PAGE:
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Five Ways Finance Pros Can Use Data to Unlock Business Opportunities

Unlock businessMore than 90 percent of finance professionals agree that finance has an essential role to play in helping their organizations benefit from data-related projects. However, organizations looking to use data to its full potential could face a steep learning curve.  In the CGMA report, From Insight to Impact – Unlocking Opportunities in Big Data, the AICPA and CIMA asked more than 2,000 finance professionals around the world about the role of finance in turning data into insights to maximize commercial opportunities. While 87 percent said big data and better analytics will change the way business is done over the next 10 years, 86 percent said their businesses are struggling to get valuable insight from data.

A few months back, I had the opportunity to listen in on a roundtable discussion with CEOs from some major multinationals about the need to make their organizations more data-centric—and the role of the CFO in this endeavor.

The group discussed the variety and volume of data available for analysis, and the need to look beyond traditional metrics to recognize the potential of embracing a wider set of data. In addition to the essentials, finance professionals need to review other, non-traditional sources of data in order to gain a more thorough understanding of business performance.

All agree that taking advantage of these opportunities is challenging for individuals, firms and corporations, creating the need for new skills, tools and ways of thinking. As a result, increasingly powerful technologies have emerged to enable more sophisticated data management and analytics.

Two examples:

  • Executives at Netflix knew they had a hit on their hands before production even started on “House of Cards.” Netflix tracks every action of its 33 million customers and their 30 million plays a day, including what they search for, what they watch and who they watch. The service knew that Kevin Spacey was popular with its users, and they noticed that a significant number of their subscribers were watching the British version of “House of Cards.” Netflix bet on the Spacey version of the series and it paid off: The series is the most streamed piece of content in the U.S. and 40 other countries.
  • Point Defiance Zoo & Aquarium in Tacoma, WA, was facing a very particular problem: On rainy days, it saw significantly less customers than on sunny days. So the business combined real-time weather information from NOAA with ticket sales, mobile check-ins and past attendance data. Using software solutions, they connected the data to their point of sale and admissions control systems. They can now accurately predict how many visitors they will get each day—and how many employees they need to have on hand, reducing unnecessary payroll expenditures. Additionally, the zoo was able to use the data to boost membership by 13% by targeting discount campaigns—a $60,000 return on an investment of less than $4,000.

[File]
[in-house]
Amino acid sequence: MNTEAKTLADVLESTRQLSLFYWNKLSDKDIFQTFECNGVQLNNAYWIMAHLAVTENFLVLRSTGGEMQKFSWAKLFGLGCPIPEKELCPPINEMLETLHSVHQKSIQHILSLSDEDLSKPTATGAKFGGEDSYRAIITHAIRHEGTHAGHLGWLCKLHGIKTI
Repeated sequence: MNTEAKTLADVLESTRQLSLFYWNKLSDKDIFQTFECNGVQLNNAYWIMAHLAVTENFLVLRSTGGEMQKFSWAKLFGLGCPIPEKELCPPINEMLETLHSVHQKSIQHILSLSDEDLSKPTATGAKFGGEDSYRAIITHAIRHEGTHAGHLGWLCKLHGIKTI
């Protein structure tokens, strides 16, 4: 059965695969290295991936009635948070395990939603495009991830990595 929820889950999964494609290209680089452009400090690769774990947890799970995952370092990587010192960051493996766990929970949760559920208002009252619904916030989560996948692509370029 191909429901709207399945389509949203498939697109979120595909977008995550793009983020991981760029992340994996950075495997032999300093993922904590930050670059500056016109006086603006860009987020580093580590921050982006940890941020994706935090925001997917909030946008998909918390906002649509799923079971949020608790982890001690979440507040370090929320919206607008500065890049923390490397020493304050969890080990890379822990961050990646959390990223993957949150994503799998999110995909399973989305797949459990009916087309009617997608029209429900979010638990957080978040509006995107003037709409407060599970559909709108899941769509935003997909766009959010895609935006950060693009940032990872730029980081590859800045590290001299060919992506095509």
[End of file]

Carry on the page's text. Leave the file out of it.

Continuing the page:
Accountants in business have access to a wealth of data sources--from call center recordings to customers’ social media posts and everything in between. The question is this: How does one look beyond traditional business metrics and recognize the commercial potential of embracing this wider set of data? Here are five suggestions to help your company gain a competitive advantage by becoming a data-centric organization:

  • Understand what data, including new data, is relevant by: identifying the organization’s business model and intangible assets; segmenting sources of income and costs attributable to each; and considering what is needed to improve business performance.
  • Access what data initiatives are already in place, by: checking what data platforms and data already exist; and assessing the speed and degree to which you can provide driver-based forecasting. Then explore what external sources of data are available for consideration.
  • Get “quick wins” by starting small scale-scale and prove concept by: assembling a diverse team with the appropriate skills; and working with a small sub-set of data to demonstrate how insights could be derived and what value they are to the business.
  • Formalize a project and develop the data strategy by: setting out a full-scale data project; identifying the technology, skills and structure required to make it happen; and building a business case.
  • Deepen the organization’s data culture by: ensuring data is an asset to the business; questioning internal assumptions; encouraging innovation and tolerating failure; and ensuring ethics and governance in the way data is handled.

According to the CGMA report, “To truly unlock the opportunities in big data, management accountants will need to partner more closely with three sets of key stakeholders: their colleagues in IT who capture much of the data; the data scientists who can perform advanced types of analysis on that data; and finally business leaders who can ensure new ideas are turned into concrete action.” Finance teams need to lead the charge in breaking down the traditional silos that have, in the past, inhibited this type of collaboration and partnering across the functions of the business.

The bottom line is: When it comes to big data, the competitive advantage goes to those who harness disparate systems to generate pragmatic insights and deliver increased profitability.

What has been your experience with harnessing the power of big data?

Ash Noah, CPA, FCMA, CGMA, Vice President - External Relations and Management Accounting, American Institute of CPAs.  

Lock courtesy of Shutterstock.


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